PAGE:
Another online account hijacking attack has emerged, this time targeting WhatsApp. The Israeli agency responsible for cybersecurity has warned its citizens about the attack, which can often be conducted without any knowledge or interaction on their part. All the attacker needs is the victim’s phone number.
First documented by security researchers last year, the security flaw has now hit the mainstream. Last week, ZDNet reported that the Israeli National Cybersecurity Authority issued an alert warning that WhatsApp users could lose control of their accounts.
The hack capitalises on users’ tendency not to change default access credentials on cellphone voicemail numbers. The attacker makes a request to register the victim’s telephone number to the WhatsApp application on their own phone. By default, WhatsApp sends a six-digit verification code in an SMS text message to the victim’s phone number, to verify that the person making the request owns it.
Ideally, the victim would see the message, alerting them that something was up. The attacker avoids that by launching the attack at a time when the victim would not answer their phone, such as in the middle of the night, or while they are on a flight. Many users may even have their phones set to ‘do not disturb’ during this time.
The attacker doesn’t have access to the victim’s phone, and so cannot see the code to enter it. WhatsApp then offers to call the victim’s number with an automated phone message reading out the code. Because the victim is not accepting calls, the automated message is left as a voicemail.
The attacker then exploits a security flaw on many carrier networks, which provide generic telephone numbers that users can call to access voicemail. The only credential required to hear the voicemail is a four-digit PIN, and many carriers set this by default to something simple like 0000 or 1234. These default passwords are easily discovered online.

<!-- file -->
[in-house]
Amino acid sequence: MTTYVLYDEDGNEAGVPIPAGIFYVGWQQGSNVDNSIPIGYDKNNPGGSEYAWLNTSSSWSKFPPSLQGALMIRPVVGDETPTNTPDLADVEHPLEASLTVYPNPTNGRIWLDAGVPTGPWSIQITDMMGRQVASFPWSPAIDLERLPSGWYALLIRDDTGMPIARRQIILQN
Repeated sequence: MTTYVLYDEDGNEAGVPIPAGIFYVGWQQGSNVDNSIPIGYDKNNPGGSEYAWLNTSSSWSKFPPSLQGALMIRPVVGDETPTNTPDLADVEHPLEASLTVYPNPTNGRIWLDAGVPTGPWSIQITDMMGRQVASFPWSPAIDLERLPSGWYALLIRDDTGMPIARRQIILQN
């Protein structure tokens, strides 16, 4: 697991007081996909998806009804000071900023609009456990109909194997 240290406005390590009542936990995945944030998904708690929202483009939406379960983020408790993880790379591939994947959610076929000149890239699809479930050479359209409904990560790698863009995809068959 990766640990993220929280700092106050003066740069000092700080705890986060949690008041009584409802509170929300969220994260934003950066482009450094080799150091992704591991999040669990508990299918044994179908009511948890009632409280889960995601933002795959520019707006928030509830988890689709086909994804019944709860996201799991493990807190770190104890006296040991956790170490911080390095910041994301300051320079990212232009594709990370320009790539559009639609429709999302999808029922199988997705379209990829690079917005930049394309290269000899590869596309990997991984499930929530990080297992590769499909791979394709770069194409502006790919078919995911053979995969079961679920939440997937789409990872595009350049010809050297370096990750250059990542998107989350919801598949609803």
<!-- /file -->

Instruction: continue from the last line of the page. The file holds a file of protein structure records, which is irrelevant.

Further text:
When the attacker uses the default PIN to access the victim’s voicemail, they can hear the code and then enter it into their own device, completing the transfer of the victim’s phone number to their own WhatsApp account.
To seal the deal, the attacker can then enable two-step verification, which is an optional feature that WhatsApp has been offering since 2017. This requires the user to set a custom PIN, which they must then re-enter if they wish to reverify their phone number. Turning on this feature prevents the victim from regaining control over their own phone number.
Security researcher Martin Vigo explored and expanded on automated phone message attacks in a talk at DEF CON this August titled “Compromising online accounts by cracking voicemail systems”. He went beyond simple default voicemail PINs, using a Python script that brute-forced voicemail accounts using the cloud-based telephony API Twilio.
During the talk, he called out several online services that he said were vulnerable to attacks like this. PayPal, Netflix, Instagram and LinkedIn supported password reset by automated phone call, he said, adding that Apple, Google, Microsoft and Yahoo support the use of automated voicemails for two-factor authentication (2FA).
In a blog post describing the talk, he lamented the fact that we’re still using 30 year-old technologies to secure sensitive systems.
How can you protect your WhatsApp and other accounts from hijackers?
Using application-based 2FA (such as Sophos Authenticator, which is also included in our free Sophos Mobile Security for Android and iOS) mitigates a lot of the risk, because these mobile authentication apps don’t rely on communications tied to phone numbers.
If you must use a service that relies on automated voice messages, then set a strong PIN for your voicemail inbox.
Finally, enable two-step verification on your WhatsApp account, by opening WhatsApp and going to Settings > Account > Two-step verification > Enable.